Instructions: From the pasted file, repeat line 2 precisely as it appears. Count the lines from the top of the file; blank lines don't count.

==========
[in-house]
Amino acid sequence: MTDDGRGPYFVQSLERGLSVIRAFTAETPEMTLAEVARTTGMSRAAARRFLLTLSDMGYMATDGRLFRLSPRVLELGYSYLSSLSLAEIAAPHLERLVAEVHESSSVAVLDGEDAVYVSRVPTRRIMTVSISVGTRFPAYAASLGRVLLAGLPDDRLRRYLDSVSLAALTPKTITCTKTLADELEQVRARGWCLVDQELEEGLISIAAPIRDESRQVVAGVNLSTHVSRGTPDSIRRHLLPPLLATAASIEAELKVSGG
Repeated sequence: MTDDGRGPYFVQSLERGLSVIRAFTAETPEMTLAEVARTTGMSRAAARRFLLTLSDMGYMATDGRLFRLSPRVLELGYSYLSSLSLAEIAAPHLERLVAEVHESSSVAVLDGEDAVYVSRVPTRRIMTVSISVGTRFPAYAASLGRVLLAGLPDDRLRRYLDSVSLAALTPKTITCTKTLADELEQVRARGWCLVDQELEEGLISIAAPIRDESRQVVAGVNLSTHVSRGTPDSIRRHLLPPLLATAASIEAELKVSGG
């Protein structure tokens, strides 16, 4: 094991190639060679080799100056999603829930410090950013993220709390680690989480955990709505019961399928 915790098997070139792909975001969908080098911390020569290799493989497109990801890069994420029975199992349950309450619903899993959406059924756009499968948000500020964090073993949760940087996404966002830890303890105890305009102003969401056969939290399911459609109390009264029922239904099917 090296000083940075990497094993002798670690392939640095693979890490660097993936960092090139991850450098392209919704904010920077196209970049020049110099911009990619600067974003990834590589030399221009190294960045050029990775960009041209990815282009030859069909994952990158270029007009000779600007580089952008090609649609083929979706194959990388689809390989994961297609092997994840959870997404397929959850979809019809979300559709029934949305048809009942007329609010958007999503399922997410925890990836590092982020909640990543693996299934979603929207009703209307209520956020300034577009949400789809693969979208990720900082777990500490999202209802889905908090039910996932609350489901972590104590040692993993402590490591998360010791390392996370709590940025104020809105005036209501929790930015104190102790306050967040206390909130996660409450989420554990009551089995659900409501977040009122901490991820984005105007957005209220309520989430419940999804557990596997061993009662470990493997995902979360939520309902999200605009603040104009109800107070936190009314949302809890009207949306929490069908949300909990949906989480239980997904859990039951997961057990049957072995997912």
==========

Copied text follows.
Amino acid sequence: MTDDGRGPYFVQSLERGLSVIRAFTAETPEMTLAEVARTTGMSRAAARRFLLTLSDMGYMATDGRLFRLSPRVLELGYSYLSSLSLAEIAAPHLERLVAEVHESSSVAVLDGEDAVYVSRVPTRRIMTVSISVGTRFPAYAASLGRVLLAGLPDDRLRRYLDSVSLAALTPKTITCTKTLADELEQVRARGWCLVDQELEEGLISIAAPIRDESRQVVAGVNLSTHVSRGTPDSIRRHLLPPLLATAASIEAELKVSGG